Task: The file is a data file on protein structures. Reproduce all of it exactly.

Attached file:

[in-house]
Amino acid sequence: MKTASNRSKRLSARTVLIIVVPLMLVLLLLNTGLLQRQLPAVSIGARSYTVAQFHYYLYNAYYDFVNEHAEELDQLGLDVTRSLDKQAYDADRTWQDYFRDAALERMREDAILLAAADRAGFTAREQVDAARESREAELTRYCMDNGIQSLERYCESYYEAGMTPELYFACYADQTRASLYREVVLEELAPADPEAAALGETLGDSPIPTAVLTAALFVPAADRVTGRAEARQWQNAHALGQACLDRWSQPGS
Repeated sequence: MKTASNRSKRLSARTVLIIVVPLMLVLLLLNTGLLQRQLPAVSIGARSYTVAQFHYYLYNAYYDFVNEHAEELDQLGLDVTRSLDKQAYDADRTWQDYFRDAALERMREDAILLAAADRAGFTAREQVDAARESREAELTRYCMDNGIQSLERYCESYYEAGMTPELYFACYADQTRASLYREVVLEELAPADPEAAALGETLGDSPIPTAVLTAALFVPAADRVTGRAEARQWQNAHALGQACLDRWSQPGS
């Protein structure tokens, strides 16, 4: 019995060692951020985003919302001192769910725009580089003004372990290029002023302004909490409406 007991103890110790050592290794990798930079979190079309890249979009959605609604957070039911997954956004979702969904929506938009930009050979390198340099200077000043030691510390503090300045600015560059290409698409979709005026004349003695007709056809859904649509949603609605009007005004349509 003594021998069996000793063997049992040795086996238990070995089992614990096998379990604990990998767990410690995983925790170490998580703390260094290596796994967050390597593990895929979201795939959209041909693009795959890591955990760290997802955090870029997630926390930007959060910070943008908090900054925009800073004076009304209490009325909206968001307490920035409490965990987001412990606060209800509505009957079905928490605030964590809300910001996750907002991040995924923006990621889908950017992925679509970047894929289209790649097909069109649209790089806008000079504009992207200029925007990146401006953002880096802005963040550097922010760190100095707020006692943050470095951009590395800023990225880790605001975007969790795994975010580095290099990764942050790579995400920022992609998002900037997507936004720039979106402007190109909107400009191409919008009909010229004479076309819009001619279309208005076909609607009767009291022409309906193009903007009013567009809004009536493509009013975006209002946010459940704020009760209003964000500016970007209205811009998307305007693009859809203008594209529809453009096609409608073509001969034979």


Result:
[in-house]
Amino acid sequence: MKTASNRSKRLSARTVLIIVVPLMLVLLLLNTGLLQRQLPAVSIGARSYTVAQFHYYLYNAYYDFVNEHAEELDQLGLDVTRSLDKQAYDADRTWQDYFRDAALERMREDAILLAAADRAGFTAREQVDAARESREAELTRYCMDNGIQSLERYCESYYEAGMTPELYFACYADQTRASLYREVVLEELAPADPEAAALGETLGDSPIPTAVLTAALFVPAADRVTGRAEARQWQNAHALGQACLDRWSQPGS
Repeated sequence: MKTASNRSKRLSARTVLIIVVPLMLVLLLLNTGLLQRQLPAVSIGARSYTVAQFHYYLYNAYYDFVNEHAEELDQLGLDVTRSLDKQAYDADRTWQDYFRDAALERMREDAILLAAADRAGFTAREQVDAARESREAELTRYCMDNGIQSLERYCESYYEAGMTPELYFACYADQTRASLYREVVLEELAPADPEAAALGETLGDSPIPTAVLTAALFVPAADRVTGRAEARQWQNAHALGQACLDRWSQPGS
């Protein structure tokens, strides 16, 4: 019995060692951020985003919302001192769910725009580089003004372990290029002023302004909490409406 007991103890110790050592290794990798930079979190079309890249979009959605609604957070039911997954956004979702969904929506938009930009050979390198340099200077000043030691510390503090300045600015560059290409698409979709005026004349003695007709056809859904649509949603609605009007005004349509 003594021998069996000793063997049992040795086996238990070995089992614990096998379990604990990998767990410690995983925790170490998580703390260094290596796994967050390597593990895929979201795939959209041909693009795959890591955990760290997802955090870029997630926390930007959060910070943008908090900054925009800073004076009304209490009325909206968001307490920035409490965990987001412990606060209800509505009957079905928490605030964590809300910001996750907002991040995924923006990621889908950017992925679509970047894929289209790649097909069109649209790089806008000079504009992207200029925007990146401006953002880096802005963040550097922010760190100095707020006692943050470095951009590395800023990225880790605001975007969790795994975010580095290099990764942050790579995400920022992609998002900037997507936004720039979106402007190109909107400009191409919008009909010229004479076309819009001619279309208005076909609607009767009291022409309906193009903007009013567009809004009536493509009013975006209002946010459940704020009760209003964000500016970007209205811009998307305007693009859809203008594209529809453009096609409608073509001969034979």